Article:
The Mineral babingtonite

Very Large Babingtonite on Calcite

Babingtonite is a not a common mineral, and is usually associated with zeolites. It is found as small, dark, lustrous crystals on light-colored zeolites, creating specimens of strong contrast. Such specimens are much sought after by collectors. Recent findings in China have produced some very large crystals unlike any others previously known. Babingtonite sometimes pseudomorphs into other minerals, especially amphiboles as witnessed by the abundance of altered Babingtonite at Paterson and Prospect Park, New Jersey.

Chemical Formula

This is the formula for pure Babingtonite. However, it usually contains a small amount of manganese replacing some of the 2+ iron, and because of this its formula is sometimes written Ca2(Fe2+,Mn)Fe3+Si5O14(OH).


Black, dark green, dark brown, bluish gray

Crystal System



5.5 - 6
Opaque. Translucent in thin splinters.
Specific Gravity
3.2 - 3.4
2,2 - forming at an angle near 90º
Subconchoidal to uneven
Other ID Marks
Occasional weak attraction to magnetic fields.

Crystal Habits

Rarely as prismatic crystals. Most often as small flat plates and in equant crystals, but sometimes in grainy and platy aggregates. Also in thin flattened rectangular crystals and in rosette shaped aggregates. Babingtonite crystals are sometimes striated.

3D Crystal Atlas

Additional Information

Basic calcium iron silicate, very often with some manganese
In Group
Silicates; Inosilicates
Striking Features
Color, luster, mineral associations, and paramagnetism.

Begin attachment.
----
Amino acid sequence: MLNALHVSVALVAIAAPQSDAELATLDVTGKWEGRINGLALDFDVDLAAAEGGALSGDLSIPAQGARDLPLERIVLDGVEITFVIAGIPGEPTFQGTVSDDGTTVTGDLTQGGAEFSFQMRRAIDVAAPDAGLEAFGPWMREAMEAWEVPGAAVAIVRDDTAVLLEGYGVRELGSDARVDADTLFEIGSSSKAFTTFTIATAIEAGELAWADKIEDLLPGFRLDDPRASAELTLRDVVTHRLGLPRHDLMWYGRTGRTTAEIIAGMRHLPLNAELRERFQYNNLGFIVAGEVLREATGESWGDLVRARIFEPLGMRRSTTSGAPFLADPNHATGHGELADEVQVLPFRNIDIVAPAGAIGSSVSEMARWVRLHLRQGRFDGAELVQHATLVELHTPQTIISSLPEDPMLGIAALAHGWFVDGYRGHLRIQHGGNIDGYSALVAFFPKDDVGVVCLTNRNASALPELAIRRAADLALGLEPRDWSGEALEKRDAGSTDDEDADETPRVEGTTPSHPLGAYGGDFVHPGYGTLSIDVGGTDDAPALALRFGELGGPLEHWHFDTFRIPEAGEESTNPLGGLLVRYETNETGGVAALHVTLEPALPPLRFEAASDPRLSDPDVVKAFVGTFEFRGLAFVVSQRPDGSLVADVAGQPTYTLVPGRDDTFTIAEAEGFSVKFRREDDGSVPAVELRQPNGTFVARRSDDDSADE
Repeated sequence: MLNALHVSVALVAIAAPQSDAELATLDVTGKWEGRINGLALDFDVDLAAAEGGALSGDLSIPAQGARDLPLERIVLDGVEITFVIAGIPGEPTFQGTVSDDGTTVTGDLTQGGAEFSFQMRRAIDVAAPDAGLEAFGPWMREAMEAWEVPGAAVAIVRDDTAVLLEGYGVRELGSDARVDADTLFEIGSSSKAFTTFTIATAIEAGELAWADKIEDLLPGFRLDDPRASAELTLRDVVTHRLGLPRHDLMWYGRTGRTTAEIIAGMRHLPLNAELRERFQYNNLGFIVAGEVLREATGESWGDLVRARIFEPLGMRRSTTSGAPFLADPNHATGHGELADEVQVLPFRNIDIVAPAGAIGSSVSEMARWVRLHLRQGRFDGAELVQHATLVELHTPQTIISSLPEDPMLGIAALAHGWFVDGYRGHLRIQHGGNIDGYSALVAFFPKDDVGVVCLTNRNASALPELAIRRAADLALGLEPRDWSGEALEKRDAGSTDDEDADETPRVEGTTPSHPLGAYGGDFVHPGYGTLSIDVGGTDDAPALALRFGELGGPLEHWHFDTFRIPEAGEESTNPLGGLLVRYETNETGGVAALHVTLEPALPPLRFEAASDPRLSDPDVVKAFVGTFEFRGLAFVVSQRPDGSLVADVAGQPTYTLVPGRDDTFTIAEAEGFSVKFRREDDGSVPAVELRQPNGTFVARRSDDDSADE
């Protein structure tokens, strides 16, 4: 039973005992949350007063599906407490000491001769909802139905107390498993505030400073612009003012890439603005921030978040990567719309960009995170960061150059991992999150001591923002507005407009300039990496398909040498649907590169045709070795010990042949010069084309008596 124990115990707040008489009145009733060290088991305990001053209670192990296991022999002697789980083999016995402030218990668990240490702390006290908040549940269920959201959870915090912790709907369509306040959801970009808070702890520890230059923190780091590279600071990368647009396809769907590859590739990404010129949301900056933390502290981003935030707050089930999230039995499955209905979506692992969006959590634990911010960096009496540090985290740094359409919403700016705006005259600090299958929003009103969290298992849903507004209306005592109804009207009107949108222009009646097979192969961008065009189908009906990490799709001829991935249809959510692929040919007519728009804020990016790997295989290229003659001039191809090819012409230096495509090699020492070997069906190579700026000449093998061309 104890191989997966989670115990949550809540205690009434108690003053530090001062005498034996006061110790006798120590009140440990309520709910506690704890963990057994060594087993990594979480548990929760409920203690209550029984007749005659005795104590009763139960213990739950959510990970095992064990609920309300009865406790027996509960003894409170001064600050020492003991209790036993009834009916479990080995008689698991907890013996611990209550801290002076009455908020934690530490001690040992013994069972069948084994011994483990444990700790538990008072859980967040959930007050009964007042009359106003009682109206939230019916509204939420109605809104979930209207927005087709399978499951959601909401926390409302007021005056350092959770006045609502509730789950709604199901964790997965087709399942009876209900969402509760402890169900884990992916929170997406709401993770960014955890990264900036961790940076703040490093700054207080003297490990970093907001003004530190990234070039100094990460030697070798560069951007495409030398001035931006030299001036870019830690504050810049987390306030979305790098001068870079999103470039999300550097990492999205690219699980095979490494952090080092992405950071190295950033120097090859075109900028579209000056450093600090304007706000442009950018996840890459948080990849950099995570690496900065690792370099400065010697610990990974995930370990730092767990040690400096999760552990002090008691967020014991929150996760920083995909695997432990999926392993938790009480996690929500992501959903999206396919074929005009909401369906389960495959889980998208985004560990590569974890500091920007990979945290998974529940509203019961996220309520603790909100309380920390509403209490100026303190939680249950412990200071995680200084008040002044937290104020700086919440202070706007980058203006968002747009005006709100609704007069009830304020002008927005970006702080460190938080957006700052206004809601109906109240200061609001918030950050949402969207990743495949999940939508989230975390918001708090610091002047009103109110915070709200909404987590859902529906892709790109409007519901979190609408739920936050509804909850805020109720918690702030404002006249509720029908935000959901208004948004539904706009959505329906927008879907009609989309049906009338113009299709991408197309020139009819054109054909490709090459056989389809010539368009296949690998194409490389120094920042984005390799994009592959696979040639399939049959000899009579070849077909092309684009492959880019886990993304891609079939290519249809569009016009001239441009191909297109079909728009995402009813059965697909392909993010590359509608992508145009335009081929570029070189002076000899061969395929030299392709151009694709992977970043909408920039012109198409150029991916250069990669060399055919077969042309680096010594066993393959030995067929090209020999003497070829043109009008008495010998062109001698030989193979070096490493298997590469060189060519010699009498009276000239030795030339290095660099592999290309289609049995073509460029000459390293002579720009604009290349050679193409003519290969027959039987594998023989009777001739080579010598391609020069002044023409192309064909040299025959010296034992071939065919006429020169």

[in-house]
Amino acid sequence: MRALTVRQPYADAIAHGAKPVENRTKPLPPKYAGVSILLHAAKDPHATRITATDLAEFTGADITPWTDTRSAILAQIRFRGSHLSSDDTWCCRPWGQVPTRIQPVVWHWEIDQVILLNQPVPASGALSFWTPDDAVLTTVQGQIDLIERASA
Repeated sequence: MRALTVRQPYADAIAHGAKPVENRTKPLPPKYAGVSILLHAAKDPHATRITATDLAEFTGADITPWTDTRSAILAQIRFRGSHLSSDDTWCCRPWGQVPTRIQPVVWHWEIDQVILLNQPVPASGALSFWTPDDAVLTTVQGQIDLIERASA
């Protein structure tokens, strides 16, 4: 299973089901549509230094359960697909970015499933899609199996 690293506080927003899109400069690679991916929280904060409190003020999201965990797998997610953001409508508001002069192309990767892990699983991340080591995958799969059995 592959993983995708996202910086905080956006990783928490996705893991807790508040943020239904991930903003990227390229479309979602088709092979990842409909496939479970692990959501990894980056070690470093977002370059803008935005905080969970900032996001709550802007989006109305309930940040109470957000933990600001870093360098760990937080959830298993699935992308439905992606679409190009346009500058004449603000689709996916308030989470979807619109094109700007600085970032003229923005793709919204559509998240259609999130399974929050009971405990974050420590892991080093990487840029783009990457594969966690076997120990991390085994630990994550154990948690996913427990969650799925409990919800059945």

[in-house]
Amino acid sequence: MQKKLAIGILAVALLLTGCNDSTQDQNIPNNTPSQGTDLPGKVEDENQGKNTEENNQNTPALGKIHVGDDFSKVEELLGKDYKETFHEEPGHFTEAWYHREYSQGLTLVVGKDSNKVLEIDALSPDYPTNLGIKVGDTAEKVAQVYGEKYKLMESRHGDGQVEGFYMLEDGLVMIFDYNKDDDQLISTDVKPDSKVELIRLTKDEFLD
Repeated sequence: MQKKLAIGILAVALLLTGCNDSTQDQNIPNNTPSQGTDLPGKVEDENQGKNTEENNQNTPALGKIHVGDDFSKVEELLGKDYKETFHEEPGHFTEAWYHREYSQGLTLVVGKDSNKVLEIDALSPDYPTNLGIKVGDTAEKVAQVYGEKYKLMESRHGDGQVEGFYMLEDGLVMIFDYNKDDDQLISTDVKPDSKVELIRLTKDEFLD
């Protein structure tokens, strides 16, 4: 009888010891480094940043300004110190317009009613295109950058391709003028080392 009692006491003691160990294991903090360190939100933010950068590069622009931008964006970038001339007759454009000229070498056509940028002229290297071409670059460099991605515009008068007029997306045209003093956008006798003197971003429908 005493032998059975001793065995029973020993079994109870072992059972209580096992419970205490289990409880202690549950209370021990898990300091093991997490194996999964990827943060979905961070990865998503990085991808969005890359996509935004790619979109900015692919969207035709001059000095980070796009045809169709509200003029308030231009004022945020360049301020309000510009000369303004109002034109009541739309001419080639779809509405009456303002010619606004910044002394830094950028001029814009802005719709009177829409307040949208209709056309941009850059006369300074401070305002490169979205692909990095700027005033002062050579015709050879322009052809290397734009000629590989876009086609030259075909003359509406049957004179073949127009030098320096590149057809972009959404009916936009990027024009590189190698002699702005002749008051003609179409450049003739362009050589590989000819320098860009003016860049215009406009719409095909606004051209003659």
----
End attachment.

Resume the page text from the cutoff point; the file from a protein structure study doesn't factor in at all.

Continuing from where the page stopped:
As a secondary mineral in igneous basalt environments.
Rock Type


 -   Mineral very similar to Babingtonite in which there is a greater content of manganese over iron over as the second element. Its chemical formula is Ca2(Mn,Fe2+)Fe3+Si5O14(OH). Manganbabingtonite is often regarded as a variety of Babingtonite, but it scientifically classified as a separate species.


Babingtonite is a rare mineral that is very much sought after by collectors.

Noteworthy Localities

Exceptional crystals, the largest in the world, come from Qiaojia, Yunnan Province, China. Another important Chinese locality of large crystals is the Hongquizhen Quarry, Meigu Co., in Sichuan Province. The Deccan Plateu basalts of India have also produced good lustrous crystals associated with Apophyllite and zeolites, especially at Nasik, Kandivali, Mumbai, and Poona, all in Maharashtra state.

European Babingtonite localities include Baveno, Piedmont, Italy; Arendal, Aust-Agder, Norway; and Grönsjöberget, Borlänge, Sweden.

In the U.S., the most notable occurrence is the Lane Quarry, Westfield, Hampden Co., Massachusetts. There are several other quarries in Massachusetts that have produced notable Babingtonite crystals, including the Cheapside Quarry, Deerfield, Franklin Co.; Blueberry Hill, near Woburn, Middlesex Co.; and Mount Tom, Holyoke, Hampden Co.

Very large crystals associated with Prehnite came from the Roncari quarry, East Granby, Hartford Co., Connecticut. The New Jersey traprock quarries, especially Paterson and Prospect Park, in Passaic Co. produce interesting rosette shaped Babingtonite aggregates, very often alter to bluish-gray Actinolite. Manganbabingtonite is well known from the Iron Cap Mine, Graham Co., Arizona.

Common Mineral Associations

Quartz, Prehnite, Apophyllite, Stilbite, Chabazite, Natrolite, Epidote

Distingushing Similar Minerals

The mineral associations and occasional paramagnetism of Babingtonite make it distinct.

babingtonite Photos


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